Music Reviews
Lost Sirens

New Order Lost Sirens

(Warner Bros.) Buy it from Insound Rating - 4/10

It has been an eight year saga that has included a break up, some legal drama, some short-sighted side projects (Bad Lieutenant, Freebass, The Light), and a semi-reformation.  New Order fans have endured a rollercoaster of news since the release of Waiting for the Sirens’ Call in 2005.  Most recently, with the notorious reunion of everyone except Peter Hook, New Order has been touring and spreading rumors about a new album.  Those rumors should not be confused with Lost Sirens, which is a collection of studio outtakes from the Sirens’ Call sessions.  What makes this album significant is that it may very well be the last New Order album that features Hook on bass. As well, Lost Sirens perfectly epitomizes the New Order work ethic: it took eight years to release a collection of non-album songs, a collection that may not even interest the most diehard New Order fans. 

The songwriting here naturally reflects 21st-century New Order, with shameless lyrics about love set over mid-tempo, verse-chorus tunes.  There’s very little out of the ordinary in terms of instrumentation, which is also to be expected.  Opening song I’ll Stay With You has enough life in its driving verses, polished production, and Bernard Sumner’s lovelorn chorus (“I’ll stay with you till hell freezes over/We are to each other like sister and brother”) to keep listeners interested enough to explore the rest of the album.  Unfortunately, that interest wanes fairly quickly. 

Other hopefuls from the album fall flat.  Sugarcane, as its name suggests, is entirely too saccharine in its disco-laden chorus; I couldn’t help but wonder how anyone with an appreciation for Love Will Tear Us Apart would ever be able to enjoy this song.  I’ve seen a lot of good press about Hellbent, which debuted on last year’s TOTAL, but most of this was from fans desperate for anything “new” from the band.  As it turns out, it, along with Shake it Up and I’ve Got a Feeling, the unimaginative guitar riffs and mid-tempo beats come off less like a glorious New Order tune and more like something from a bad Soup Dragons comeback.  It should be mentioned, however, that Shake it Up features the only classic Hook bass line, which does salvage it in some regards.  That the recycled theme of breaking out of the ordinary (“Does it ever feel like your own life?”), a theme that’s been explored in countless other New Order songs (i.e. Temptation, Regret, Turn My Way, Krafty), has been used here simply emphasizes its irrelevance in the career of a band capable of far better.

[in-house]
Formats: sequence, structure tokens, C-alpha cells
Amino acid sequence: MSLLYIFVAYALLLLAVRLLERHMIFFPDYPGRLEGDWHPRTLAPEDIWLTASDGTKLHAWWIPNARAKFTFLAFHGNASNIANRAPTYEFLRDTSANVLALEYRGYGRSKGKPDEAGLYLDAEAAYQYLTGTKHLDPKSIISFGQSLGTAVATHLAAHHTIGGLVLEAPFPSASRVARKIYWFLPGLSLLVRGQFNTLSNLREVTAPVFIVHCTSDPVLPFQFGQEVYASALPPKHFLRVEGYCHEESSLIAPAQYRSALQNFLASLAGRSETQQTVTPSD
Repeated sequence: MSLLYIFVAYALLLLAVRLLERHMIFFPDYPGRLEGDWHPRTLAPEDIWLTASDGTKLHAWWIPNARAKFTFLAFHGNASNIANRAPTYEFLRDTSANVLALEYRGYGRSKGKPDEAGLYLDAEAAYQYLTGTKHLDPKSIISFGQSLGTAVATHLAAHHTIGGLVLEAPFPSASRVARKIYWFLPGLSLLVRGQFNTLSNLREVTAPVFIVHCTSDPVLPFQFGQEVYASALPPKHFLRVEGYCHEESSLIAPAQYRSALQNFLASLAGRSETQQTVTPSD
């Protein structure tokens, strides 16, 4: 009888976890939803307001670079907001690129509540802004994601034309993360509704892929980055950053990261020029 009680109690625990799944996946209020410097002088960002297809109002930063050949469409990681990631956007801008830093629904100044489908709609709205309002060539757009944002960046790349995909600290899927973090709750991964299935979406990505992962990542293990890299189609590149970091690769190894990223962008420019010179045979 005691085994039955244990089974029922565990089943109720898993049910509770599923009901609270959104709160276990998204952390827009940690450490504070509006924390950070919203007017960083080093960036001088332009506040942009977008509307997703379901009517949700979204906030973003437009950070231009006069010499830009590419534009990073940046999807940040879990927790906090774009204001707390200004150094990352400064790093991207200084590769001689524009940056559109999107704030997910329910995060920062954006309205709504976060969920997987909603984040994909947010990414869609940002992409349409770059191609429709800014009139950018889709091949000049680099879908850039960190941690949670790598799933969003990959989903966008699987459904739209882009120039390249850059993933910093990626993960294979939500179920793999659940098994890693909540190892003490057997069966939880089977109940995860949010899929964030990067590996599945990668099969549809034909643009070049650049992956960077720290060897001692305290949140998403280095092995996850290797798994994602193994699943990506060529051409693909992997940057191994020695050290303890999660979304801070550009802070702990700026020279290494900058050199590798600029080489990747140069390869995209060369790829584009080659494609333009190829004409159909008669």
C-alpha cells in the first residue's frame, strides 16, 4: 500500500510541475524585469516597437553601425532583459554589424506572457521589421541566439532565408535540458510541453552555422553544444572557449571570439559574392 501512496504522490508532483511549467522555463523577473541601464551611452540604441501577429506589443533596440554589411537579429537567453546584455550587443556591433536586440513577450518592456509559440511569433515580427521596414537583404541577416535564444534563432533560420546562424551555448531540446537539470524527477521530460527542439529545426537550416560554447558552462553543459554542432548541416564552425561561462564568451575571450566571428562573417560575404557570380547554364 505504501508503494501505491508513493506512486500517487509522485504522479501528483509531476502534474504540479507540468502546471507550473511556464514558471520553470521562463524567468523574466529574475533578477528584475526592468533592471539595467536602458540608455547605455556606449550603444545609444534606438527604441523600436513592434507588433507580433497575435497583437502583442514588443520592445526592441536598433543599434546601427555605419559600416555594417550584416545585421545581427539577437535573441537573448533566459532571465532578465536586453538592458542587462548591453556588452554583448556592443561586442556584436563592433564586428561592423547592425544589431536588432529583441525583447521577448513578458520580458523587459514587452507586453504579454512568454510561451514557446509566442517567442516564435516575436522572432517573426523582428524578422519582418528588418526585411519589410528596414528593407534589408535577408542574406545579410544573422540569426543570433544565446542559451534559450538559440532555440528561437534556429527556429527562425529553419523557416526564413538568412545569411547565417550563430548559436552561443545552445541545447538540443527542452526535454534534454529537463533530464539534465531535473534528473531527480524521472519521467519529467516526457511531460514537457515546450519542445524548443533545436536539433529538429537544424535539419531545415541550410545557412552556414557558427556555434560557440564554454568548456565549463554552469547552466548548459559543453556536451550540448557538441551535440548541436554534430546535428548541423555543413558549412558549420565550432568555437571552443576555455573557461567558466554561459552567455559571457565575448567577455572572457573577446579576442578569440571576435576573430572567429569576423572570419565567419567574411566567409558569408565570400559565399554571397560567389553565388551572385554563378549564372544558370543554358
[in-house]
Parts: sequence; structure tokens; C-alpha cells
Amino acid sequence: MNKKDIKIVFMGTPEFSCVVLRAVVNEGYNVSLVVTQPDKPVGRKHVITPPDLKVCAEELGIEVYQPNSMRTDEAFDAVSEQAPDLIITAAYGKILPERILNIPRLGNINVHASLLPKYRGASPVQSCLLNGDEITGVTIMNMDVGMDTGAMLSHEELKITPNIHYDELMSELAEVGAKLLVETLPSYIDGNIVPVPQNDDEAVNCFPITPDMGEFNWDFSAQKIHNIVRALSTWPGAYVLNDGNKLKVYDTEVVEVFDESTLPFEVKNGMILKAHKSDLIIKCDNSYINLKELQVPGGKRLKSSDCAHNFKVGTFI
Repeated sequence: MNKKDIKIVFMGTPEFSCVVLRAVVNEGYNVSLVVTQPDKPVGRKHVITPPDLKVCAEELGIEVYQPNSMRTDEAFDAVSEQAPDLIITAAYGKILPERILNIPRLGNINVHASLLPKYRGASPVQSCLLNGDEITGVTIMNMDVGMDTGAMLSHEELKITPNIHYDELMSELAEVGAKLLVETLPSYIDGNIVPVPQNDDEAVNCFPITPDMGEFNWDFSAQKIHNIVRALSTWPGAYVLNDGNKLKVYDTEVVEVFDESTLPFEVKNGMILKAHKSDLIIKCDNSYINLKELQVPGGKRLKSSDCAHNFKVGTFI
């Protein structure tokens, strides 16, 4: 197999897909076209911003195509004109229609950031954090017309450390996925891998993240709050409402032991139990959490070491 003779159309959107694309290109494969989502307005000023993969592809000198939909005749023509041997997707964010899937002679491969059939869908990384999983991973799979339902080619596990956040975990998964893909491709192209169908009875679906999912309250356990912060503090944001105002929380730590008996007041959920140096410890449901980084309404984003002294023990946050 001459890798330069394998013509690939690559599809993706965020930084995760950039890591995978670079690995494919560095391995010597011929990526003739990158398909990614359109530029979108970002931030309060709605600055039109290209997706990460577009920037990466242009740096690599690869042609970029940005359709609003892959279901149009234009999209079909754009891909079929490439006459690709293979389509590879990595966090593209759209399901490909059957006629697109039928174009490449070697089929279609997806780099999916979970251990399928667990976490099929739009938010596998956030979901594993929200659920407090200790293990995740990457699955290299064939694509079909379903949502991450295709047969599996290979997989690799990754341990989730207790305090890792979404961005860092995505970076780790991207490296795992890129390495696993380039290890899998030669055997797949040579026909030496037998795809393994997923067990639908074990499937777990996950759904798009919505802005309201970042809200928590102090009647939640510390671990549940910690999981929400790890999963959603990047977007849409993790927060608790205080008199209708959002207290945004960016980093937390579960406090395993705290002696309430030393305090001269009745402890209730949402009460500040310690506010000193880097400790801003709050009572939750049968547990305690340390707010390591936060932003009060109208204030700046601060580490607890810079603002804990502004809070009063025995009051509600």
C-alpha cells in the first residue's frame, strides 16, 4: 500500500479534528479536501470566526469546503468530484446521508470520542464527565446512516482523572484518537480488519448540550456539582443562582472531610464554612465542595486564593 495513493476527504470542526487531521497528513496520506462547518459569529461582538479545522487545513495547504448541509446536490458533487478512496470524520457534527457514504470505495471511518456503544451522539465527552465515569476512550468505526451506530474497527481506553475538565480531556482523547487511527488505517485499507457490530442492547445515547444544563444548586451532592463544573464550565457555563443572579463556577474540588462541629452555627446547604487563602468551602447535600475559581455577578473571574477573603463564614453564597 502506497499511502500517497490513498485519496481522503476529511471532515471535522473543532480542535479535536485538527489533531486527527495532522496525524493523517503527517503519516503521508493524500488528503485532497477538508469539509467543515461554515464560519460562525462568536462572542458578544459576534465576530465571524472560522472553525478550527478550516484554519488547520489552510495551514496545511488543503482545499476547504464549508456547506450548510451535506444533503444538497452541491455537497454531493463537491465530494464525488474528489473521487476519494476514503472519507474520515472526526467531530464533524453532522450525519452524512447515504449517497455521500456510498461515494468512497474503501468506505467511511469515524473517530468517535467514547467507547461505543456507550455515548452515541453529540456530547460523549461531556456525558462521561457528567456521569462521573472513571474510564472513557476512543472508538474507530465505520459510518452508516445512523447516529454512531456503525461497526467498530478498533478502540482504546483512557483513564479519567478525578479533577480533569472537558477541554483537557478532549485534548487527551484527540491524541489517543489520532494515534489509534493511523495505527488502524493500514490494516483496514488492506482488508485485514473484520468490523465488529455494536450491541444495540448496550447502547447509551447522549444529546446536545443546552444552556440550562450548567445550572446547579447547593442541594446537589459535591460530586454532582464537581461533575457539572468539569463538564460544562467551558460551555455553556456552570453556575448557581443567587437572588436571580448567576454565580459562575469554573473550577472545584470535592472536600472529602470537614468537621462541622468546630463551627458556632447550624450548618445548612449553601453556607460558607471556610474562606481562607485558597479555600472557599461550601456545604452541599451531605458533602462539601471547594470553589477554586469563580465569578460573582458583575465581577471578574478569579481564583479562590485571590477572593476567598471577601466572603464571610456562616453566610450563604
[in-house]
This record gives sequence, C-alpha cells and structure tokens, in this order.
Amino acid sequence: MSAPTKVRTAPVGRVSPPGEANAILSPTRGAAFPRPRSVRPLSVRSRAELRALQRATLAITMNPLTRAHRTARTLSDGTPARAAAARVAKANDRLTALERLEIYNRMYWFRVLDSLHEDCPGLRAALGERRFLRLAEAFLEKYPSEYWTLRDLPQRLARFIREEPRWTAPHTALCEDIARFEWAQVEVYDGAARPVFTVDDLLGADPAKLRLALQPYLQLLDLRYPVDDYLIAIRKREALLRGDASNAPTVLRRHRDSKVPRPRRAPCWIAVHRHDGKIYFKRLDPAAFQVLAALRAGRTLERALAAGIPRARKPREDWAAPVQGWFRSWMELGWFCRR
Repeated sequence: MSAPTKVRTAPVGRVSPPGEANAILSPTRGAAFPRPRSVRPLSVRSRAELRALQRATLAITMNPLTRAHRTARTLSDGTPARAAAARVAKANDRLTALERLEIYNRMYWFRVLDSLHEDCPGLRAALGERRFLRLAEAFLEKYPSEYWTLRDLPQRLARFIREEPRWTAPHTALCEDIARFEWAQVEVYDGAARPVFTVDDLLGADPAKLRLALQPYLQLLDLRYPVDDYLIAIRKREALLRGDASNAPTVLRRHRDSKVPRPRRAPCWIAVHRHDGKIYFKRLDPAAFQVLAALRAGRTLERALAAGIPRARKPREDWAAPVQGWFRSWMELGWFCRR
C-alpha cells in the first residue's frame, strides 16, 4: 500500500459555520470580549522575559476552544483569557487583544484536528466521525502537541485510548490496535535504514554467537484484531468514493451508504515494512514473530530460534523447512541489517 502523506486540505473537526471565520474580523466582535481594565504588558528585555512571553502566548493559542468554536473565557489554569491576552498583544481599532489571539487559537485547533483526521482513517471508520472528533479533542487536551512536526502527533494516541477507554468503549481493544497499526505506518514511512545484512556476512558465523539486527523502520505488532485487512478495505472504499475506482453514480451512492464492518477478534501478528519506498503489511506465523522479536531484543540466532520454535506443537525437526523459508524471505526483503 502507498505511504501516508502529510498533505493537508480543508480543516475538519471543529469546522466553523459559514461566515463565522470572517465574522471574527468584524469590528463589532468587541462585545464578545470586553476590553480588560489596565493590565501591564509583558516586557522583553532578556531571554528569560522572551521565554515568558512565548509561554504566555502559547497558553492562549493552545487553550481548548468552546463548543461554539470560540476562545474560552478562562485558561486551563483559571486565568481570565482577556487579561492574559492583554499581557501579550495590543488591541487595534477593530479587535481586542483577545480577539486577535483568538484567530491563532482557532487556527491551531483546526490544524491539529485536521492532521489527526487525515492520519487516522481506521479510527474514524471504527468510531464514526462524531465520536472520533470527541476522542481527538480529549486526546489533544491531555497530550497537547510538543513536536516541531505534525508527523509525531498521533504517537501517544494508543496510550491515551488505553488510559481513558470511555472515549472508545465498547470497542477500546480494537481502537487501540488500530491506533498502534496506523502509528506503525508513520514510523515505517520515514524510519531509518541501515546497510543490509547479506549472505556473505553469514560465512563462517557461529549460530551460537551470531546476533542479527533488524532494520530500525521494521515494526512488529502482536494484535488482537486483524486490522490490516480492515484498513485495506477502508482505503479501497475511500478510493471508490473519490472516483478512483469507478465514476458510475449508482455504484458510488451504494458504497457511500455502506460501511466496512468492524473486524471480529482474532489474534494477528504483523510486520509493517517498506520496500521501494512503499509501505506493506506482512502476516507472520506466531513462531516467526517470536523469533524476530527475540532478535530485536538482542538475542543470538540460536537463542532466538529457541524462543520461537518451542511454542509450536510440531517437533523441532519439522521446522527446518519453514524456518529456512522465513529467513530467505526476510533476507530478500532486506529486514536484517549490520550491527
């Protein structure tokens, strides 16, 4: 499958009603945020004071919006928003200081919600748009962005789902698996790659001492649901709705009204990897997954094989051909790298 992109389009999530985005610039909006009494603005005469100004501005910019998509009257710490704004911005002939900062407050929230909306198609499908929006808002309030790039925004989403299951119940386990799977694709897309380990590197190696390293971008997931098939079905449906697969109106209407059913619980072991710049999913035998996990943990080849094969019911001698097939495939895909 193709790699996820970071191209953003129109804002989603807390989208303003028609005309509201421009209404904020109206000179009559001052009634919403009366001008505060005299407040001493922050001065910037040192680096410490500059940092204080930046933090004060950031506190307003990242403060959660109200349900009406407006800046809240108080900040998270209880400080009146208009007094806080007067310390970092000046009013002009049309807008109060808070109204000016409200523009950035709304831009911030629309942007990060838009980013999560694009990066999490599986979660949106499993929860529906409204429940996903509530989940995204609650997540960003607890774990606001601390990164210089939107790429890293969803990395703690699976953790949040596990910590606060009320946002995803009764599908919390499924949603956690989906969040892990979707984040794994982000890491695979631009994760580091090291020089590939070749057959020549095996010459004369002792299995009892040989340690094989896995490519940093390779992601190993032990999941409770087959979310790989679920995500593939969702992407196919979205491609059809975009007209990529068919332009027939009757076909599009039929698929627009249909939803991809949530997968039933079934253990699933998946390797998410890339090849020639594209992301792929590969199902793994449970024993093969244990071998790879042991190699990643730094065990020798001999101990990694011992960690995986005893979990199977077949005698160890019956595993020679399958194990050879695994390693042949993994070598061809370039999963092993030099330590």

The only intrigue to be found here is the reworked version of I Told You So, a song originally featured on Sirens’ Call.  At first, the percussion on this version sounds borrowed from the classic Ruined in a Day, but as it progresses, it proves itself to be more reflective and listenable than its original.  Its position, however, as the last song of the album makes its effort a little too little too late to round out an otherwise underwhelming album.     

Anyone expecting some sort of lost treasure in this collection will be let down.  There is no groundbreaking song like Crystal or Krafty, songs that saved the last two New Order albums, to be found on Lost Sirens.  New Order seemed to fall into the same songwriting trend as Echo & the Bunnymen and The Cure: lyrics that were once poetically esoteric are now wince-inducing in their obviousness, while the music has devolved from progressive and imaginative to simple and bland.  For the completists who need everything ever released under the New Order brand, here is Lost Sirens, but for everyone else, may I recommend just digging up and listening to Technique?